As I was reading it, I was kind of hoping that a text conversation with Ghost might sneak through.

Ghost! I miss him! Is that weird? I miss him, even though I invented him. I feel a lot of tenderness toward him. I don’t write a lot of stuff that is sad, or that is tender and affectionate, so that has a very special place in my heart. Usually my writing is very over the top and bombastic, and very like, “I’m amazing! Look at me!” I wish you could describe the voice I’m doing in print, but you can’t. Aw. Little buddy.

Do you feel like you’re kind of done with texts for now?

You know, I don’t know. There’s a couple of series I do now, like the Dirtbag series and the captioning western art history series, that are in a lot of ways just basically outlets for the same part of me. So I don’t know. Certainly not for a little while. I put most of the things I wanted to in the book, so I don’t have a lot of things that I’m burning with desire to write text messages about. But yeah, it may come back. You never know.

You generate so much stuff for The Toast on a day-to-day basis. Are you ever worried about running out of ideas?

Oh, totally. Like, this afternoon, today, right before I did Dirtbag Mrs. Whatsit, I was literally just sitting at my table going, “Oh yeah. This is it. I think that’s the last idea I’ve ever had. I’m done now.” But then I had an idea, so I was saved. Weirdly, often the more I write, the more ideas I have.

I talked to Kate Beaton a few years ago—I feel like you guys are kind of on similar wavelengths.

Oh, she is a f—ing genius. She’s fantastic.

If you collaborated on something, I think the internet would explode.

I think I would explode. She’s so amazing, she’s so funny. I think she works so hard—I don’t think she needs anybody to collaborate with, although obviously I would be thrilled to do that. But she, yeah. I love the way that she looks at things. I love the way that she draws. And I also really respect her work ethic. She just works like it’s her job, which is great.

I was also wondering what you’re reading right now.

Okay! Yes, definitely I can do that. I am reading, for the first time in my life, Barbara Pym. I cannot believe I went this far without ever reading her. She was one of those novelists who wrote a lot in the ’40s and ’50s and kind of fell out of favor in the ’60s, but has always had various champions, including Philip Larkin. But she writes these geat comic spinster novels—they’re all about the little indignities and awkward moments and uncomfortable situations in life. So I’m reading Excellent Women by Barbara Pym, and its like finding a jewel on every page. And I just finished Caucasia by Danzy Senna, which was really really great. I’m trying to get the rest of her books right now. What else am I reading? I’m literally standing up, looking over all of my books. I’m rereading Colette right now. I love Colette.

How many books do you usually read at a time?

It depends. Sometimes it’s anywhere from two to three. I try not to read too many all at once, beause then for some reason I just fall apart and I don’t read any of them. [Right now] I’m also reading a book my sister lent me called Salvation on Sand Mountain, by Dennis Covington. It’s about a journalist who embedded himself with different snake-handling churches in the South. It’s by an author who is himself religious, so it’s not coming quite from a place of “look at these silly, strange people.” I love reading religious authors. Especially in the sort of circle I move in, people tend to be more secular, and I love reading books by just really smart people of religious faith. It’s always a really cool perspective.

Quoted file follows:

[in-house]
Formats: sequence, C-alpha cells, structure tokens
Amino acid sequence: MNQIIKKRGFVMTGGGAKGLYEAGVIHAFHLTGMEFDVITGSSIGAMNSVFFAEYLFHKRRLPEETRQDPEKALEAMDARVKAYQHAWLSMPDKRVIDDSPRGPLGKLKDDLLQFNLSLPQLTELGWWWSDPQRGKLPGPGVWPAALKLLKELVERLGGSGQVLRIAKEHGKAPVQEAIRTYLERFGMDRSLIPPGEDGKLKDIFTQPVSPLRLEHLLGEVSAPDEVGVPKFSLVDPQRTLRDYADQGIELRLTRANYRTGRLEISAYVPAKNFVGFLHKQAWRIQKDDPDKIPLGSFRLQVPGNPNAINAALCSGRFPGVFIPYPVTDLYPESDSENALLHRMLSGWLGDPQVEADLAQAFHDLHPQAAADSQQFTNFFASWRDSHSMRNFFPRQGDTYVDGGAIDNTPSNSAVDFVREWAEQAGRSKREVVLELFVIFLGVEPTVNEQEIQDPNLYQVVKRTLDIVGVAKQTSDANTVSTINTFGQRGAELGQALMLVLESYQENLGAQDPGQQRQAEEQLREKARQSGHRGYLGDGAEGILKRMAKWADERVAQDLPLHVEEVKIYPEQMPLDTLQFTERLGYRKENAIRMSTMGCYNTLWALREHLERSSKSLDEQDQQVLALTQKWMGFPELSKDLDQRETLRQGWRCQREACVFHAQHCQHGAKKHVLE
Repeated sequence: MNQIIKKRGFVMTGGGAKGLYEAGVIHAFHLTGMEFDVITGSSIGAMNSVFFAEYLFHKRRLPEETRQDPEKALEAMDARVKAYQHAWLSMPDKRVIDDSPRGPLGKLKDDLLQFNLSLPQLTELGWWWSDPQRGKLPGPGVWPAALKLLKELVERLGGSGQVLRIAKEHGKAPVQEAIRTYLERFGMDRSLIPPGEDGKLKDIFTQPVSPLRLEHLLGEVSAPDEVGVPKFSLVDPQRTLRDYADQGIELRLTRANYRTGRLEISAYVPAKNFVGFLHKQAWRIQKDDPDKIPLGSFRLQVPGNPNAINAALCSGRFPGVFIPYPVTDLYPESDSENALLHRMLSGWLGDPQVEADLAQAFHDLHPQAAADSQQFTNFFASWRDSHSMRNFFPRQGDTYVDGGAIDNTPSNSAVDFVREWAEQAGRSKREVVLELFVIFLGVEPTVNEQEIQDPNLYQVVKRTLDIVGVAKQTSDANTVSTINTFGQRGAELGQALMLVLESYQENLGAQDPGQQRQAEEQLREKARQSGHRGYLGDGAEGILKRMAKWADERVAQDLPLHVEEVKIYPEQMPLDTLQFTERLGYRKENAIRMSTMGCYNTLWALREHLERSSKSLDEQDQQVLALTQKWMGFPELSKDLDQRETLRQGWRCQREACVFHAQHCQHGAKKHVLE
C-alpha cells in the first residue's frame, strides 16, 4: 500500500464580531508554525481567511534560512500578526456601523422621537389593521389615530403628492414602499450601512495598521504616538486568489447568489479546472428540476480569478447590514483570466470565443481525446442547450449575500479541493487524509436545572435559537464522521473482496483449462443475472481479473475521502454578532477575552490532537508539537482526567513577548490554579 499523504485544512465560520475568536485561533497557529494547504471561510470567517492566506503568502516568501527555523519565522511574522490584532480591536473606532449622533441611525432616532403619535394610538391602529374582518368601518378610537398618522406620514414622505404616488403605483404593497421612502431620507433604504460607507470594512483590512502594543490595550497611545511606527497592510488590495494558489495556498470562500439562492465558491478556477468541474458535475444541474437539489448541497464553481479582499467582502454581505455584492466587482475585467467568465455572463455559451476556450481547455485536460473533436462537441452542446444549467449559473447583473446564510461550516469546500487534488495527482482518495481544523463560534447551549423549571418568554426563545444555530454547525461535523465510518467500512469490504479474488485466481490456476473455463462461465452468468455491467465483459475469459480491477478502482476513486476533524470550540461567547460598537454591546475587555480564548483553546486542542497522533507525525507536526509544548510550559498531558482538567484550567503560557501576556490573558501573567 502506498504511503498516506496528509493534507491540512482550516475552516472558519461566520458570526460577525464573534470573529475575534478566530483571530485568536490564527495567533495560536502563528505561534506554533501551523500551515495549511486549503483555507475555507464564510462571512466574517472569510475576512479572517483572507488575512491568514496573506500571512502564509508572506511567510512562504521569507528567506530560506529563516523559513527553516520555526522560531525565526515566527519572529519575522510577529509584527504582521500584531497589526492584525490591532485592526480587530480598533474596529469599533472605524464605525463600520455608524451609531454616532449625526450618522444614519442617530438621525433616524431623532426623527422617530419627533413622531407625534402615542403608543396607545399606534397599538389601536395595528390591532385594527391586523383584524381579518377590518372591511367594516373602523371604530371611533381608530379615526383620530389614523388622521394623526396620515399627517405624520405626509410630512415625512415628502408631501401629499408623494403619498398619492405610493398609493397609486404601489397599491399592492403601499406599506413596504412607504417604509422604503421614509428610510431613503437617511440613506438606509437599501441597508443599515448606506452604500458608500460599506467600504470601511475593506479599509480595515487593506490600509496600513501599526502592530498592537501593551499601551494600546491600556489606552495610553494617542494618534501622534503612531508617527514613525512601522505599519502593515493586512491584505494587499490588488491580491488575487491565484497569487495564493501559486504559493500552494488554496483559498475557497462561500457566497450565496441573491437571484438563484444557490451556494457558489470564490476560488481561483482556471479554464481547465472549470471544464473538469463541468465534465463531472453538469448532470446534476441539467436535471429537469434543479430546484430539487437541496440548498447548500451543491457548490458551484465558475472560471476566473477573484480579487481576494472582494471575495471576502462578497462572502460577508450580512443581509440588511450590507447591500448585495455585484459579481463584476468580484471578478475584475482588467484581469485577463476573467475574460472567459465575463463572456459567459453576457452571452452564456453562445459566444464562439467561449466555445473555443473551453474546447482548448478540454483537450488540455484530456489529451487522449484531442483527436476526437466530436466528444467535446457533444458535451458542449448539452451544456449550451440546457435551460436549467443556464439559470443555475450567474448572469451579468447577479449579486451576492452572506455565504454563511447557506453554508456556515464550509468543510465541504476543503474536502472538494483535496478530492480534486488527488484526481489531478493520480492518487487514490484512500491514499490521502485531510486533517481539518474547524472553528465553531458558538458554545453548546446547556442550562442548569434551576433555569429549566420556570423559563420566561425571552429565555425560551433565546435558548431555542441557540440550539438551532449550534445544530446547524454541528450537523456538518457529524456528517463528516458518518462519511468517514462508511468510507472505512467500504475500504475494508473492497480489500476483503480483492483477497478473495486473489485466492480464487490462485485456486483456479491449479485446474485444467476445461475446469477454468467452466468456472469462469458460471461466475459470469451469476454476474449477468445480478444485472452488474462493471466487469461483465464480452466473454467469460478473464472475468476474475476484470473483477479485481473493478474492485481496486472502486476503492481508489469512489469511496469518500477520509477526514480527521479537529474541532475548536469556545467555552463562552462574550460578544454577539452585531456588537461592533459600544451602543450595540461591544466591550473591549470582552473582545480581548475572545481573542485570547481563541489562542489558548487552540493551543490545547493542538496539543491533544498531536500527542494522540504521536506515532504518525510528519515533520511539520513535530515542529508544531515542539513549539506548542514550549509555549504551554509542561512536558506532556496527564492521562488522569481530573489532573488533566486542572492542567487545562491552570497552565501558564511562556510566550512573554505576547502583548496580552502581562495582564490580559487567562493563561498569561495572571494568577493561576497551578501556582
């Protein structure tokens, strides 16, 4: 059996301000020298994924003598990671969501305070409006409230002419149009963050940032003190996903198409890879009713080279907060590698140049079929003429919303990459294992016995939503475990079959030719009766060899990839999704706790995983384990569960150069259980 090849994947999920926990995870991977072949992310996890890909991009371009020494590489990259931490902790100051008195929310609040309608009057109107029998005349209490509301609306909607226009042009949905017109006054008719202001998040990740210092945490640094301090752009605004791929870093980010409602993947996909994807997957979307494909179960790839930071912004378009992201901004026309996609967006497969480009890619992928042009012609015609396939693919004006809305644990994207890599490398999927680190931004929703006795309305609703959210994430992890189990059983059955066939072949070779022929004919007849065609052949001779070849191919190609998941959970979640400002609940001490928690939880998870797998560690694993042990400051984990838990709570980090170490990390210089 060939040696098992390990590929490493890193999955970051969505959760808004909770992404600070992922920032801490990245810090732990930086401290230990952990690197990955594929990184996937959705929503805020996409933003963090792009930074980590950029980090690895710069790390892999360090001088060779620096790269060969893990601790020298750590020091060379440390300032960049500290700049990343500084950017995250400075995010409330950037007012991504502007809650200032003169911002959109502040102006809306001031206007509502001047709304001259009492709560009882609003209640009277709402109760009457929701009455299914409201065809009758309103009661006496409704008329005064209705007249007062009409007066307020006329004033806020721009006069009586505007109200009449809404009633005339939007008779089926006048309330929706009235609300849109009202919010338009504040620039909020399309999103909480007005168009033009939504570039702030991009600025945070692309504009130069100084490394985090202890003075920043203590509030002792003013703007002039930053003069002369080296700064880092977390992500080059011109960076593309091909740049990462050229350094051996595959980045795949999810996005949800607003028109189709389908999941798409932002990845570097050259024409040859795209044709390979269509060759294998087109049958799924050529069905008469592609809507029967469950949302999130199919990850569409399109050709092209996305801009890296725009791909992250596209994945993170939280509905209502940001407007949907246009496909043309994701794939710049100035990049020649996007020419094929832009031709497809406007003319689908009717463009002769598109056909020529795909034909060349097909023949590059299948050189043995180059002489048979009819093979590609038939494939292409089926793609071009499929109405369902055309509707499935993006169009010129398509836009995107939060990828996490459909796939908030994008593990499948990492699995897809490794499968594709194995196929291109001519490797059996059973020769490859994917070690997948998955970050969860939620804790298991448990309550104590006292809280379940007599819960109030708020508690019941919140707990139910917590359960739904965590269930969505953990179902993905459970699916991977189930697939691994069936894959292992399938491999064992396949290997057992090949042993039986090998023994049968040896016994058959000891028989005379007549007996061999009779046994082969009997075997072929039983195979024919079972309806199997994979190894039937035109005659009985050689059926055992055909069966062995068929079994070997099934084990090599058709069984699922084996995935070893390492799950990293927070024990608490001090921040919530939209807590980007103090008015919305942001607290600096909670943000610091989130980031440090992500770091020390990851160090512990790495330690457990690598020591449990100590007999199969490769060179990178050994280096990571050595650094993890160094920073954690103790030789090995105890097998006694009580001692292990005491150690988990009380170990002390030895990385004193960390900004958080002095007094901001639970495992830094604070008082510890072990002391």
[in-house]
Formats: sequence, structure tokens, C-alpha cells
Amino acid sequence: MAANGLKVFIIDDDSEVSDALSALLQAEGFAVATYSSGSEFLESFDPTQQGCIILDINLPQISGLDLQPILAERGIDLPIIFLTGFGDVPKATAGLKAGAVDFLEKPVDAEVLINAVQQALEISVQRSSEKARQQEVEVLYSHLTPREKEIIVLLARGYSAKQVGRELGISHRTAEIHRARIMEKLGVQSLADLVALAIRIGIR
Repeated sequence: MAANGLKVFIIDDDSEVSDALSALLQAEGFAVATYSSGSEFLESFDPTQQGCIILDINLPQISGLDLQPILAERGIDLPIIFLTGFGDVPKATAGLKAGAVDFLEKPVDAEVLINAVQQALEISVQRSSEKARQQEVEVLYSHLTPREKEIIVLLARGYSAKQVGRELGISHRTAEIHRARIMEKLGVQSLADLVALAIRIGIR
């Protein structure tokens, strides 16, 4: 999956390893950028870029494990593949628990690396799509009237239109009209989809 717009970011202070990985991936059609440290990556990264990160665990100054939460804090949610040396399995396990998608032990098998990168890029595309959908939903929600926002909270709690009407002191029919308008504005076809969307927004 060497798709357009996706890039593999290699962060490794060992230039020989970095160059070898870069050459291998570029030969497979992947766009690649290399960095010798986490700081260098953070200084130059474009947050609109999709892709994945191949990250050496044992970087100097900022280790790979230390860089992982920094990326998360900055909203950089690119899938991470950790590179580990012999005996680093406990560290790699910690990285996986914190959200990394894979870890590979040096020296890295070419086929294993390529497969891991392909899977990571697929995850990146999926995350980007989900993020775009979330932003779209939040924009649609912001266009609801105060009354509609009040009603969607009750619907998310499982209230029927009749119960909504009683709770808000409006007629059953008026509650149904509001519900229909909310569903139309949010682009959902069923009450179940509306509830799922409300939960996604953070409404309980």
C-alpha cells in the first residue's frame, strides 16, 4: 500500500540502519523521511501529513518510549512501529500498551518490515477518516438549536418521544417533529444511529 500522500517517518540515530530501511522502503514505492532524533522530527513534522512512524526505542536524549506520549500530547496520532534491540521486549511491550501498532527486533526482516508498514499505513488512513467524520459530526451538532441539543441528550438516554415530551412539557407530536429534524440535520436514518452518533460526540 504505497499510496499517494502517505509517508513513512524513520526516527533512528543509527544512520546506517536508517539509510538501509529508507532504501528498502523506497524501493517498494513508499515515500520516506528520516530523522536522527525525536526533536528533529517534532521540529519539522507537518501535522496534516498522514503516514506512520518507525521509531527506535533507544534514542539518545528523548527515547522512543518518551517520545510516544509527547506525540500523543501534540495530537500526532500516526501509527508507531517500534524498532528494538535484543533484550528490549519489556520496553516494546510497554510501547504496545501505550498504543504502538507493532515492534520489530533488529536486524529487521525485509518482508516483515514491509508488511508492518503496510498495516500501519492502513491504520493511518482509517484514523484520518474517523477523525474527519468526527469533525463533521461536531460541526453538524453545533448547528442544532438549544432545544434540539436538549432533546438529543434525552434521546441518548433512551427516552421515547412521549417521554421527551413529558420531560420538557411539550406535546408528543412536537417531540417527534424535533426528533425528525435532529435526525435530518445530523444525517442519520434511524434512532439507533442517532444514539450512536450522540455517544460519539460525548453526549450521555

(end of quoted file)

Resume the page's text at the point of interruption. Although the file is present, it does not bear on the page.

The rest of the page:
Also, this is totally unrelated, but—I was listening to that Reading Lives podcast that you did, and you mentioned the Clue books, the ones based on the board game. Those beginner chapter books.

[gasps] Yesss?

I was also obsessed with those.

No, you were not!


No, you were not!! Ahh! I can’t tell you how happy that makes me.

I would never try to solve the mysteries. I was just reading it for the story.

Oh, yeah! I would just read it straight through. I was the same way. Oh my God!

I just wanted to know how Mr. Boddy was going to die every time.

Every time! There was one where he was showing them a movie in his home theater, and they all wanted popcorn different ways: “Mrs. White has popcorn with salt but no butter. Miss Scarlet has popcorn with no salt and no butter,” of-f—king-course. And based on what kind of popcorn, you were supposed to know who murdered him. Which is just bonkers.

Maybe we should get back on track—is there anything else you’d like to say about the book?

Yeah. I mean, it’s really, really fun. I have no idea what it would be like to read this book if you’re not super familiar with the books, because I am familiar with these books.

So you don’t think it serves the same purpose as, say, Sparknotes?

Oh no, totally. This is the kind of book we should hand off to teachers who are like, “I don’t have time to teach all these books this year.” [Laughs] If you haven’t read most of the books on the list, it’s not going to keep you from enjoying it—but the more you have read them, the more you will enjoy it. I think it’s pretty fun on its own merits. And I think that reading pretty fun books is a good idea. I mean, people should always do what they want, is my feeling.